RUTGERS NEWSRutgers News ServiceRuth Scott, Director 732/932-7084Rutgers Contact: Harvey Trabb, Extension 615E-mail: firstname.lastname@example.org
Woods Hole Oceanographic Institution Contact: Shelley Lauzon (508) 289-2270 (as of Aug. 4)
IFREMERContact: Pierre Saliot (France): 33-1-46-48-22-40
July 28, 1997FOR IMMEDIATE RELEASE EDITOR'S NOTE: The two Rutgers professors mentioned in this story are due back from their expedition Aug. 1. At that time, Dr. Lutz can be contacted by calling his office at (732) 932-8959, extension 200, and Dr. Vrijenhoek by calling (732) 932-6680, extensions 368 or 356. Images of highlights of the expedition are downloadable from Rutgers' Media Relations Web site at http://uc.rutgers.edu/news.
TO THE POINT: Rutgers scientists take leading role in historic deep-sea explorations
NEW BRUNSWICK/PISCATAWAY, N.J. -- At the same time the Sojourner rover explored the surface of Mars, another scientific expedition -- this one going to the bottom of the North Atlantic Ocean -- gathered data that may help scientists get a better understanding of the origins of life on Earth and provide clues about how and where life might exist on other planets.
The historic international expedition to the bottom of the sea focused on exploring the unique biology and geology of volcanic vents along the Mid-Atlantic Ridge near the Azores. The expedition, involving two international teams of scientists, found one of the largest hydrothermal vent fields yet discovered in the Atlantic and also made the first joint dive using two submersibles from different countries working together in the deep sea.
One team of scientists was led by two professors affiliated with Rutgers' Institute of Marine and Coastal Sciences at Cook College -- Robert Vrijenhoek and Richard Lutz. The other scientific team was led by Yves Fouquet of IFREMER, the leading oceanographic exploration agency in France. The scientists are from Colombia, France, Great Britain, India, Italy, Panama, Portugal, Russia and the United States.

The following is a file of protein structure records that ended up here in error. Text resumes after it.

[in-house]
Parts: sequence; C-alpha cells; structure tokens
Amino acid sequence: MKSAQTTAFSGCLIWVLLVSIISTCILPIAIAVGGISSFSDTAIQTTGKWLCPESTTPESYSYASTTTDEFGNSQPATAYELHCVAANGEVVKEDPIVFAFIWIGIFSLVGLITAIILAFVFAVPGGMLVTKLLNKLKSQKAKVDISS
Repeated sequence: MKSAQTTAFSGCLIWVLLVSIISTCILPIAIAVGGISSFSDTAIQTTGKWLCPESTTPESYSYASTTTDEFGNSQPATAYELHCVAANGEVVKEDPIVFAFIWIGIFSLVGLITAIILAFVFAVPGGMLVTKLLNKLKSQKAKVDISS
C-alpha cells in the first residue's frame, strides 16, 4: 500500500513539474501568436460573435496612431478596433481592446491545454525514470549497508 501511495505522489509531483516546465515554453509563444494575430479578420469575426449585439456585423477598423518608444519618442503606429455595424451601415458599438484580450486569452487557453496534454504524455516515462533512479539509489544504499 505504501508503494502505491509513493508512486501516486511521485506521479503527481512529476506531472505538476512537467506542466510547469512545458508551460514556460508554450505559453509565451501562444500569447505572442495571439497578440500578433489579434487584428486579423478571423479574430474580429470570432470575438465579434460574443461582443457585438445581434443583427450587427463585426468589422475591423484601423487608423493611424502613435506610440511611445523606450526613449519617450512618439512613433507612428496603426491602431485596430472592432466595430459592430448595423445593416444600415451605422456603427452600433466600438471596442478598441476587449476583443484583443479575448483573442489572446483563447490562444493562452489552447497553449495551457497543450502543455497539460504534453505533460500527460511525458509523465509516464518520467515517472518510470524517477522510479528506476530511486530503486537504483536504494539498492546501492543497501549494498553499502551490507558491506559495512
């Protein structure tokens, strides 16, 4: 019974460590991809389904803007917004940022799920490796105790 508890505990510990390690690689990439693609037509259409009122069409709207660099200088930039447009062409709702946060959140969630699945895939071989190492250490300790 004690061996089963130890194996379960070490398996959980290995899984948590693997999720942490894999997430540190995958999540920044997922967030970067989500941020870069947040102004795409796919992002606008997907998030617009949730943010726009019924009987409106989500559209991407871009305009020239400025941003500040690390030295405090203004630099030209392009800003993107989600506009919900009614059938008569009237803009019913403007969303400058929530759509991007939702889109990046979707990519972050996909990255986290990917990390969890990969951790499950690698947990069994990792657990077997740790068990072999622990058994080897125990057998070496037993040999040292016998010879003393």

Vrijenhoek, director of Rutgers' Center for Theoretical and Applied Genetics, and Lutz, director of the Center for Deep-Sea Ecology and Biotechnology at Rutgers, served as co-chief scientists for the team based on the Wood's Hole Oceanographic Institution's research vessel Atlantis and diving in the submersible Alvin. They cooperated with a multinational European Commission scientific team based on the French government agency IFREMER's research vessel L'Atalante and diving in the submersible Nautile.
Most of the scientists on the Atlantis are marine biologists looking for new species of animals and collecting bacteria that may play a vital role in biomedical research, while most of those on L'Atalante are geologists and geochemists studying hydrothermal fluids and minerals.
During two exploratory dives, scientists on the French submersible, Nautile, discovered "Rainbow," one of the largest volcanic vent fields in the Atlantic, at a depth of 7,700 feet. As prearranged, Alvin joined Nautile the next day to explore the field. The joint Alvin/Nautile dive represents the first time that human-occupied submersibles from two nations worked together on the deep-ocean floor.
Lutz described the rendezvous with Nautile as "a brief encounter in inner space, a tremendous stride toward international cooperation in the exploration of the last great frontier on earth."